“We’ve got a very large problem here in Hawaii,” said Dr. Bonnie Halpern-Felsher, Founder and Creator of the Stanford Tobacco Prevention Toolkit. “In the last twelve months is when we’ve seen a particular rise, really in 2018 of e-cigarette and Juul use,” added Dr. Halpern-Felsher.

Data from NZ has indicated that vaping rates remain low, and are even dropping further amongst some age groups.

Hawaii Public Health Institute Board Member Dr. Forrest Batz said that the concern is that exposure to nicotine at such a young age may have a higher impact on their vulnerable brains than in the general population. “The big deal is that these are products that contain nicotine and that the age group that we’re highly concerned about is the same group whose brains are still growing.”

“The more their brains are exposed to nicotine, the more their brains are changed. In some cases slower development, in other cases permanently making changes that will impact them for the rest of their lives,” added Batz. On the other hand, other public health experts would argue that if this increase in vaping is equating to a decrease in smoking amongst the same age group, it is still be a victory for public health

Data about teen vaping from other countries

On the other hand, data from across the globe indicate a different story. Recently released data by New Zealand’s Associate Health Minister Jenny Salesa, has indicated that vaping rates remain low, and are even dropping further amongst some age groups. More importantly, the data shows that smoking has dropped to a record low.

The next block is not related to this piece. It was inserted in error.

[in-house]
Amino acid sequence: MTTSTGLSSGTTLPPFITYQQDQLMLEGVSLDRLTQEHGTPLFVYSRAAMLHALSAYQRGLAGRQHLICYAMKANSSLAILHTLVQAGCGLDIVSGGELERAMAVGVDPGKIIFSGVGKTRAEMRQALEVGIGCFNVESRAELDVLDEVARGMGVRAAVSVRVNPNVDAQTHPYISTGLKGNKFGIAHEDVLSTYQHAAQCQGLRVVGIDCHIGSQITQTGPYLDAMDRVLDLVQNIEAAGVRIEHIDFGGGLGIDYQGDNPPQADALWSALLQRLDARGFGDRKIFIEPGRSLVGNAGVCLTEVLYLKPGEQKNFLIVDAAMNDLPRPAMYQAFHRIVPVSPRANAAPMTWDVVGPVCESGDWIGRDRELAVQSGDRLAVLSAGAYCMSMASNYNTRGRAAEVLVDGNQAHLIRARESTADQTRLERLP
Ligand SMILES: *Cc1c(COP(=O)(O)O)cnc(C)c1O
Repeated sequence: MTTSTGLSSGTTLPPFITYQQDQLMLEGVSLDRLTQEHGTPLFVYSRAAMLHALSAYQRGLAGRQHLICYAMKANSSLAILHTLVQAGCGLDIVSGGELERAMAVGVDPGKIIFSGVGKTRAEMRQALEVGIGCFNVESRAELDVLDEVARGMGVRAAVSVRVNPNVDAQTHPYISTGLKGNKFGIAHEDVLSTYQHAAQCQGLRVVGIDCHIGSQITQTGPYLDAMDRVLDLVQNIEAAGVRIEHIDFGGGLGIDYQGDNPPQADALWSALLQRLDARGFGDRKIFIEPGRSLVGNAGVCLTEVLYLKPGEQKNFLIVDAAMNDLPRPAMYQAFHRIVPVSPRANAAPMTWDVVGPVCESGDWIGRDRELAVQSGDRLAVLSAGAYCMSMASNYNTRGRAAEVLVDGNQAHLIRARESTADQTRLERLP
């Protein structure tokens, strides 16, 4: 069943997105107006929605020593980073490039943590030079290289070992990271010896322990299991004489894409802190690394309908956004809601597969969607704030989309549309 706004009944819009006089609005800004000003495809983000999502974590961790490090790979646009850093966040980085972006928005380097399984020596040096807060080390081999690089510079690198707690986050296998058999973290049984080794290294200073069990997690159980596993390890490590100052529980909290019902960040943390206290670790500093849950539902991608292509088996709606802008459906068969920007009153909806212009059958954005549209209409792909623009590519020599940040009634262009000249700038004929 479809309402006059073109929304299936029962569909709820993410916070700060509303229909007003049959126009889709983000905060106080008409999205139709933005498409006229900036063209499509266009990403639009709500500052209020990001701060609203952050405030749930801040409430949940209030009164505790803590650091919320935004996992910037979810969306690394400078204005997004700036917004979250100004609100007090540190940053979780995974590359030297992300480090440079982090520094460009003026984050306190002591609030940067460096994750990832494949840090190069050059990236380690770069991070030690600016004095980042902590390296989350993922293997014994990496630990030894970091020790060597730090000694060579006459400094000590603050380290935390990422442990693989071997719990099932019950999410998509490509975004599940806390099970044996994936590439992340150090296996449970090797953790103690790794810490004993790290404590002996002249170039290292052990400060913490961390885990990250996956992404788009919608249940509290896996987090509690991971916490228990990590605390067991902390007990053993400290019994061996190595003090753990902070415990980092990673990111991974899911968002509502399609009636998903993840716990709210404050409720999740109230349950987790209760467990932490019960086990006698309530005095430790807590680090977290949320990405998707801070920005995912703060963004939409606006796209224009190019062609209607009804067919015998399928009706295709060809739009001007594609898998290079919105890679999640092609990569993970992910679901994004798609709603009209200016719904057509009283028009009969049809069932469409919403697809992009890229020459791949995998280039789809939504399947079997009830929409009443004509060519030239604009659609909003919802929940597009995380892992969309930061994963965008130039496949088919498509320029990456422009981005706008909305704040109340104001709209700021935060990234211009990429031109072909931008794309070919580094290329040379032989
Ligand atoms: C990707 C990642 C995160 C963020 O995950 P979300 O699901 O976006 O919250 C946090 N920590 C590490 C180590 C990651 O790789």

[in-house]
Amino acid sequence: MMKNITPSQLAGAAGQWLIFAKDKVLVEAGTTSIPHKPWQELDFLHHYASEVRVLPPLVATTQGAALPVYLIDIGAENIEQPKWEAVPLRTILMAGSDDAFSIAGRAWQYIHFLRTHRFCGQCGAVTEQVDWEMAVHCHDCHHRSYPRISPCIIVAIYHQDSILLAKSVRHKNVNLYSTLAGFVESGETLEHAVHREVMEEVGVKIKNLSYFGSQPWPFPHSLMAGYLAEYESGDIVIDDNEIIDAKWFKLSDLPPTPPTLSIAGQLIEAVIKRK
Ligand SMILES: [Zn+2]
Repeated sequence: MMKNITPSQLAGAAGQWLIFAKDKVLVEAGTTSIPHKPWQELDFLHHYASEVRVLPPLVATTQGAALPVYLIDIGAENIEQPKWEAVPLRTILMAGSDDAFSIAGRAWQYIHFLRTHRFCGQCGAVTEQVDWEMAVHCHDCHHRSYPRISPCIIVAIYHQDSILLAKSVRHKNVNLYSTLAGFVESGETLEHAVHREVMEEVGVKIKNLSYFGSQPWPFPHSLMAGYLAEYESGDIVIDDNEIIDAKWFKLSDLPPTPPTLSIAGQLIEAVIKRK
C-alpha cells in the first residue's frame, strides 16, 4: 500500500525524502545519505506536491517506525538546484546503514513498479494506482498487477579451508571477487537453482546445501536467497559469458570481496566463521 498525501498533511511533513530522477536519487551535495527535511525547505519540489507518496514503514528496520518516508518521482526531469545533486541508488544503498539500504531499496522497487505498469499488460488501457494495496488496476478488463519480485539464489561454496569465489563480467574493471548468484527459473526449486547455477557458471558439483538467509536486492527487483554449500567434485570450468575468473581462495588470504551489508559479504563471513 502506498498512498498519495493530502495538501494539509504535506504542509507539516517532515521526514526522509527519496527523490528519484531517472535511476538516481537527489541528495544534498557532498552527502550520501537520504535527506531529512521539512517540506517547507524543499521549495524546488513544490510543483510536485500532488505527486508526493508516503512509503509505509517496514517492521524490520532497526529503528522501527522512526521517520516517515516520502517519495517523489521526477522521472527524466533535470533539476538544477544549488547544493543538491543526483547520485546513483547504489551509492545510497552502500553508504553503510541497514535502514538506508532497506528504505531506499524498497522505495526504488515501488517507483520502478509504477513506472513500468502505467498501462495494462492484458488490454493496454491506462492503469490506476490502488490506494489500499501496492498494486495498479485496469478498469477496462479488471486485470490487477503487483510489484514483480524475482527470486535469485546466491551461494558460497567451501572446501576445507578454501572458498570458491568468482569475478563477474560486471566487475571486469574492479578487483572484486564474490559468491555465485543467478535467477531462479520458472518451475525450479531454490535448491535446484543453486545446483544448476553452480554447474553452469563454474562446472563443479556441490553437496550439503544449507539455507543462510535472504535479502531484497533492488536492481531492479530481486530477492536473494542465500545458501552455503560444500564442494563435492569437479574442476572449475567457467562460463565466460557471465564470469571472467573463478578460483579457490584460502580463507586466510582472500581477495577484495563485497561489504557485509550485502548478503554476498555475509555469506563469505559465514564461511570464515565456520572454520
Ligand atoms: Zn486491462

Salesa pointed out that these numbers indicate that there is no evidence to support the infamous ‘Gateway Theory’. “Year 10 vaping in New Zealand remains low, and largely among students who smoke. There is still no evidence to suggest vaping is a gateway to cigarette smoking,” she said.

Similarly, a recent study led by Cardiff University researchers has found that contrary to claims saying that vaping normalizes smoking, the percentage of young people who reported that trying a cigarette was “OK”, has declined from 70% in 1999 to 27% in 2015.  Moreover, the researchers found that this rate started dropping at a faster rate from 2011 onwards, when e-cigarette use increased exponentially.

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